Originally Posted by Reaper16
Fair point. The Watchmen film does do some reimagining of the source material - costume changes, new ending, the SOUNDTRACK - to better suit the film as commentary of superhero films, but that is sort of beside your point.
Yeah, and I enjoyed rewatching it and following along with the graphic novel and following the changes. I had a lot of fun with that, and enjoyed the creativity that they used to translate it into a movie.
But you clearly understand my point - they didn't have to re-envision it to make it relevant to a modern audience. They just had to connect the dots and put up the trim. And I sure don't mean to denigrate the job that they did, because I loved the movie and the job that they did. They were faithful to the source material, and the changes that they made didn't cheapen the underlying fabric of the original vision (at least in my mind). But this thread is apparently looking at these two movies in contrast with eachother, and I personally see Nolan's Batman as more of an achievement for my own personal perception of what he accomplished.
Not only did Nolan completely breathed fresh life into the Batman story, but turned the entire superhero genre on its head. He brought a stlye and grit to the characters that previous genre's lacked. I mean look at the two Joker characters. While neither films really delved very deeply into what motivated the characters, the glimpses that Nolan does give of his Joker's childhood provide you with enough insight to understand the direction the character is coming from, and why he's going in the direction he's going. Burton's Joker is just another 80's/90's template villain out for power/money at all costs for purposes that aren't clear. Nicholson's Joker was shallow (not his fault, it was the way he was written). Ledger's Joker had a rare depth not hardly seen in the genre.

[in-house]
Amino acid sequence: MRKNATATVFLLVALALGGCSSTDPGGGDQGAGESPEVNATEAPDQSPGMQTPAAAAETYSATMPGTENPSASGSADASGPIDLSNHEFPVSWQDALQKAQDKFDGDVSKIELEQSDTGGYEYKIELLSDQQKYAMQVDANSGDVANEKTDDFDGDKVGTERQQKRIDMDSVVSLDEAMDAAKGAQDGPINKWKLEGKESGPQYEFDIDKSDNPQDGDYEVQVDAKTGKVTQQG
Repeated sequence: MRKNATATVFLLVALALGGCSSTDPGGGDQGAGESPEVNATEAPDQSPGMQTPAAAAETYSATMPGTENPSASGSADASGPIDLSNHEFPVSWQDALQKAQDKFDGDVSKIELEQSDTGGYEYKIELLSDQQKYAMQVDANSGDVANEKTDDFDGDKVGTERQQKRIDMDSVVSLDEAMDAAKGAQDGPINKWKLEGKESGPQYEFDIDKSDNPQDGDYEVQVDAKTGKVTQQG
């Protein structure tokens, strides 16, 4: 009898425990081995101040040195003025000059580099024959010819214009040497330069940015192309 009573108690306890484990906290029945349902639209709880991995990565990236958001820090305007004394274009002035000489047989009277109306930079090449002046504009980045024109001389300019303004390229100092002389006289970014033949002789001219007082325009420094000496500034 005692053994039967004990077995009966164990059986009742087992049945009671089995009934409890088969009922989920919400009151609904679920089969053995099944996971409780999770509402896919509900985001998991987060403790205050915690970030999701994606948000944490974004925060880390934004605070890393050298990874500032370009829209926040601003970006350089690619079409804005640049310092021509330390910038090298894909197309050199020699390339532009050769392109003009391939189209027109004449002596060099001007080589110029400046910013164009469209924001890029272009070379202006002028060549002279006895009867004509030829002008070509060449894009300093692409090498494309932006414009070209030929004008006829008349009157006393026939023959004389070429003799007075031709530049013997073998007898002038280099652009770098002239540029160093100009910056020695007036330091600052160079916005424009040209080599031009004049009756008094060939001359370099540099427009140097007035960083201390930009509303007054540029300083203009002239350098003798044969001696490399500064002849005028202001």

Which is why I'm so excited about the prospects of this new Nolan project. General Zod is probably my favorite supervillain (my fantasy baseball team is actually named "Kneel Before Zod," and I love to throw out movie quote smack during the season - looking forward to fresh material). I'm confident that Nolan is going to infuse the character with the kind of complex motivations you would expect from a great supervillain.
I'm very curious how he will be cast. I'm hoping that he goes in the direction of the elder statesman, and not the young hunk. I don't want to see a Jude Law or Tom Hardy Zod. I'd be very open to seeing Terence Stamp reprise the role, but if that's out of the question, then who better to play the ultimate supervillain than the ultimate villain character actor: Alan Rickman.